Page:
New giant Stink Bug Named after J. R. R. Tolkien’s Ancalagon the Black
By Eduardo Faúndez
A few months ago here at North Dakota State University’s Systematic Entomology Laboratory, we named an insect Planois smaug after J. R. R. Tolkien’s famous creature Smaug the Dragon. We chose that particular name because the specimens of Planois smaug were ‘sleeping’ in collections for about 60 years, like Tolkiens’ creature, and because of the large size of the insect. In fact, it is the largest of its family in the southern tip of South America.
Sooner that I expected, we decided to use another Tolkien-based name. This time we named a Tessaratomid bug from New Guinea, Tamolia ancalagon, after Ancalagon the Black, and there are several reasons for this name too.
Tessaratomidae is a small family of true bugs, but the species within the family are not small at all. This family includes some of the largest terrestrial true bugs, and they are actually eaten in some parts of the world.
“It was a really big new species and it deserved a name related to it,” said Mariom Carvajal, who led the research and chose the name.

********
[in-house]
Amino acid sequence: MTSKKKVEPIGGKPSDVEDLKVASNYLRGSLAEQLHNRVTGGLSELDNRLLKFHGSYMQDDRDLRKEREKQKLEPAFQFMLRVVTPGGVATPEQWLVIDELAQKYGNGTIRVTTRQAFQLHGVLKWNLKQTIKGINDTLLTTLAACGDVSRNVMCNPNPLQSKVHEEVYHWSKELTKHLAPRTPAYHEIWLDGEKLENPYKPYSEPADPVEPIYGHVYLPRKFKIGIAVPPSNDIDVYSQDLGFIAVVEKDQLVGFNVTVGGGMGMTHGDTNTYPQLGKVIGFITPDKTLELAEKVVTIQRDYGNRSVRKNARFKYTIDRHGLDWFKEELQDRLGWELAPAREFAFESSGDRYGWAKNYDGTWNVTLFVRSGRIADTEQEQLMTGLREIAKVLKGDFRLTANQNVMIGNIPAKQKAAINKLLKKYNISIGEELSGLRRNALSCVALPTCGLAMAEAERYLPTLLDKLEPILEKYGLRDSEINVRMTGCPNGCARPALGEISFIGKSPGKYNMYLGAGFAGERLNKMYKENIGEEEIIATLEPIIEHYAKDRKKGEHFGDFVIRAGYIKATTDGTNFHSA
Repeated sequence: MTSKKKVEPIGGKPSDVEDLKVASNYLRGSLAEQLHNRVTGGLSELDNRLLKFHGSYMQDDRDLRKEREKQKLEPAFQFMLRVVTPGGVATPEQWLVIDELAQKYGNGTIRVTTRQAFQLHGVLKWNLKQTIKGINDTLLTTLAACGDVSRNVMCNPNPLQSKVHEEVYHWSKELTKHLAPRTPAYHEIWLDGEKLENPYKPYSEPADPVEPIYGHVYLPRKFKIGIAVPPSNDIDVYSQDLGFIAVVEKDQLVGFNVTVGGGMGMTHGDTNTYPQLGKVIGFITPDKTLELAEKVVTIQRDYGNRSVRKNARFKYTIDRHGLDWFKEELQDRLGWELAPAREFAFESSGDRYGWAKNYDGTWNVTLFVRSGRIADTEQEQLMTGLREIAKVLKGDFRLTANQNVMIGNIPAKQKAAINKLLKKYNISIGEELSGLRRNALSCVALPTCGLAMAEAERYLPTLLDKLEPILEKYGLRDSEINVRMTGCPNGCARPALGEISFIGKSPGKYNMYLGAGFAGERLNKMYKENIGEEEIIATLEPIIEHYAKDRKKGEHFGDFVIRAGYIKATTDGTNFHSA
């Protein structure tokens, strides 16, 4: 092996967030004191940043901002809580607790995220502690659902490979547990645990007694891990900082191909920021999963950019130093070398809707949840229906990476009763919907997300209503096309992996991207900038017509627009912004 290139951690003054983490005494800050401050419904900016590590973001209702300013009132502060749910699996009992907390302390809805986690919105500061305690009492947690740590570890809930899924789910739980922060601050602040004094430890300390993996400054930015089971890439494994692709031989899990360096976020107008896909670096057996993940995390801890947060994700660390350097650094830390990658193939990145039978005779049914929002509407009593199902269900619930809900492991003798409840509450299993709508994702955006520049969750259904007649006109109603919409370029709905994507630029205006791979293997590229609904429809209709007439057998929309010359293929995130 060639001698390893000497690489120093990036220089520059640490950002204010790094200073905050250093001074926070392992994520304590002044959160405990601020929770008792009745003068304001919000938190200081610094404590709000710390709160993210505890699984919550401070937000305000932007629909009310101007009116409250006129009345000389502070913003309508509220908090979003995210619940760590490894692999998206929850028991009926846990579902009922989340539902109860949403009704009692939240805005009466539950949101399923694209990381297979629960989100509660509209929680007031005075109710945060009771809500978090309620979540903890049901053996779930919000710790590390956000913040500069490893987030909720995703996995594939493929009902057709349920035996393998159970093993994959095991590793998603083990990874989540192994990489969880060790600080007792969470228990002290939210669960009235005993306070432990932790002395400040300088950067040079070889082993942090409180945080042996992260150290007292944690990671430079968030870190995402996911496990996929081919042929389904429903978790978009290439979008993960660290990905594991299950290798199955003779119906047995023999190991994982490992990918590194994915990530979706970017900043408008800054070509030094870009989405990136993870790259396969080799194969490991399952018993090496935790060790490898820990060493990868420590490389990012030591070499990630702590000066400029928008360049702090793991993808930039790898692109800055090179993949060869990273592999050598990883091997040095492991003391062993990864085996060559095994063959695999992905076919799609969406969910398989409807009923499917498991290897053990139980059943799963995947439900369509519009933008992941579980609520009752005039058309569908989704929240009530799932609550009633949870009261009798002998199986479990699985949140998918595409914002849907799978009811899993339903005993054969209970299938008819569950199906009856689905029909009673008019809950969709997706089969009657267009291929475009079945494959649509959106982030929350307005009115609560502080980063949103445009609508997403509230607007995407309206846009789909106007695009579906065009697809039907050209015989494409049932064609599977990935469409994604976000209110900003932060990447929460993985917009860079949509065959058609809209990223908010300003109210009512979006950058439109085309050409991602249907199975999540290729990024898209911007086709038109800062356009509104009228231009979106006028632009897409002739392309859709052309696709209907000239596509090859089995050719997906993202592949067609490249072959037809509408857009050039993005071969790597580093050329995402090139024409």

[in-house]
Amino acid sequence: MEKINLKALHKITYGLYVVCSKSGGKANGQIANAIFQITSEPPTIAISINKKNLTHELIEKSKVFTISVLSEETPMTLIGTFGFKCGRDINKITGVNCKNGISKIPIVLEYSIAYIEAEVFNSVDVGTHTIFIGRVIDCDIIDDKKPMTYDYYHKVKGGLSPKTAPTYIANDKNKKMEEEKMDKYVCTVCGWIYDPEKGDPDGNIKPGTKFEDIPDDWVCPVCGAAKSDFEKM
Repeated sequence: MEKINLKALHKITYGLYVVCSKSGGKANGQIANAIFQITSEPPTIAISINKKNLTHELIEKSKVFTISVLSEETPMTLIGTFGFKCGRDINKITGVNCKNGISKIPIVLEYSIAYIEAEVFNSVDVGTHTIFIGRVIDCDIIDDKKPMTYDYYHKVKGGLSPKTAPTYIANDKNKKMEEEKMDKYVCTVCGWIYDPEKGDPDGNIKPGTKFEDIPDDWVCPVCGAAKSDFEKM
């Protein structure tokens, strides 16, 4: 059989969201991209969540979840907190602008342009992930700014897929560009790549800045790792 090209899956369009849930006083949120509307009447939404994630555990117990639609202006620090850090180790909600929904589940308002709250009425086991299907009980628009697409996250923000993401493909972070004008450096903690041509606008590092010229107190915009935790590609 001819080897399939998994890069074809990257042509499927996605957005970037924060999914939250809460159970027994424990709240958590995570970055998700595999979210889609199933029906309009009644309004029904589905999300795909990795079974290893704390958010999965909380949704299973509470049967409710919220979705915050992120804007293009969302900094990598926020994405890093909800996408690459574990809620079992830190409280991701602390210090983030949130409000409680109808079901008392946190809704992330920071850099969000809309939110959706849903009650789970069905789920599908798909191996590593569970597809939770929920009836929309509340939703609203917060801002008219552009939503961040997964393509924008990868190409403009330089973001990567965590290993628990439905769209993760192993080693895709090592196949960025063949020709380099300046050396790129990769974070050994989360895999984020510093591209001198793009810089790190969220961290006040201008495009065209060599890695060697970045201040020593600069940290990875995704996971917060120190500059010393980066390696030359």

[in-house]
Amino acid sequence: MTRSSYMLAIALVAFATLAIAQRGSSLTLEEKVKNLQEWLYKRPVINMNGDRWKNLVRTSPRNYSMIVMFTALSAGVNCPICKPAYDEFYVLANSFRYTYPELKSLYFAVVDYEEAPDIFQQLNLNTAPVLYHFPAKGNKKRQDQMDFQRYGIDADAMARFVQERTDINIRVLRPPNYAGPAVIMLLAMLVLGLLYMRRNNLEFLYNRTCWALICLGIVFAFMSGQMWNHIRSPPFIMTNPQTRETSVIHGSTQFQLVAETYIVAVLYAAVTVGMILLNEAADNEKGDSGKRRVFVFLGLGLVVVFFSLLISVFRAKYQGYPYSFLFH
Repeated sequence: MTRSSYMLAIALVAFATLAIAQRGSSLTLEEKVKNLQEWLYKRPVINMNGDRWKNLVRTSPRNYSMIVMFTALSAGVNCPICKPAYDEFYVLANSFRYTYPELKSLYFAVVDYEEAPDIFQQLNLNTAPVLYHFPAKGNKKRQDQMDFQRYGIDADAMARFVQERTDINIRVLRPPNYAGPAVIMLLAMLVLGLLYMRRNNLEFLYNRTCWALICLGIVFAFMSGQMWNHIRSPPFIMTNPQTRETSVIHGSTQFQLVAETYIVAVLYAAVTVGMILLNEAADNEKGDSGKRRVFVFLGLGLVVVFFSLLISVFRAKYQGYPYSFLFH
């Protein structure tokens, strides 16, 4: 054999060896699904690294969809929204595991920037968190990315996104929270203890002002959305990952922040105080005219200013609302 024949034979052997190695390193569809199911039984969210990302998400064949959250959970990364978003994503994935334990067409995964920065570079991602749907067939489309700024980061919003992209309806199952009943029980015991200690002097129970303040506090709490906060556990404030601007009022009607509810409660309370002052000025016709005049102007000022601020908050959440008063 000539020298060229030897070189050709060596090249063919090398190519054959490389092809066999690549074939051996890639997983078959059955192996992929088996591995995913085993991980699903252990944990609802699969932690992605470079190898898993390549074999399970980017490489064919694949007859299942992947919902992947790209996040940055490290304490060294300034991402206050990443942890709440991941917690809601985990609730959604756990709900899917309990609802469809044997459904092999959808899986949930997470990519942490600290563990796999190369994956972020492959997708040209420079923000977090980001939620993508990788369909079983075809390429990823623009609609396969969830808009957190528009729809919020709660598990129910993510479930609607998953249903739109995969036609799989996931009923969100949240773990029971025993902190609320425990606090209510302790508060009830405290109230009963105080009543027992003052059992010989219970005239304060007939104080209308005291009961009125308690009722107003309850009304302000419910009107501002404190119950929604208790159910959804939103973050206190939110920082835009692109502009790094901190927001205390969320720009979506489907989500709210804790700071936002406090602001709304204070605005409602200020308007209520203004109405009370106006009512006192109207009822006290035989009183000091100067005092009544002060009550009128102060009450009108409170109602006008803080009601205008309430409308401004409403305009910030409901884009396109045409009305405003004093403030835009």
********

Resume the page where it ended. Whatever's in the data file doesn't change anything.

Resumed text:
Looking for a name that alludes to the size of our bug — maybe the funnest part of working in a lab — we remembered that we named Planois smaug for being large, but this one was way larger! So, the following question came up: Is there a dragon larger than Smaug? And the answer was yes, there is one especially large dragon: Ancalagon the Black.
Although not as famous as Smaug, Ancalagon was described as being enormous, and is the largest dragon that ever existed in Tolkien’s Universe. Ancalagon was definitely big enough for our bug, and he also is black and terrifying. Our bug matched this last part too.
Mariom described it as “perfectly and elegantly black-colored, with acute terminations that make him look like a bad guy, and with the perfect touch of ‘reddish thunders’ crossing the middle part of its forewings.” Therefore, the three of us were really convinced that Tamolia ancalagon was a perfect name for our bug!
There are millions of undescribed species that need names, and all of them are unique. In our point of view, a way to stress that uniqueness is by choosing names that are as unique as the species themselves.
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Eduardo I. Faúndez is a PhD student at North Dakota State University in the laboratory of David A. Rider in Fargo, ND, and he is the director of the Medical Zoology Department at Centro de Estudios en Biodiversidad in Chile. His major research areas are systematics of the Heteroptera and medical zoology.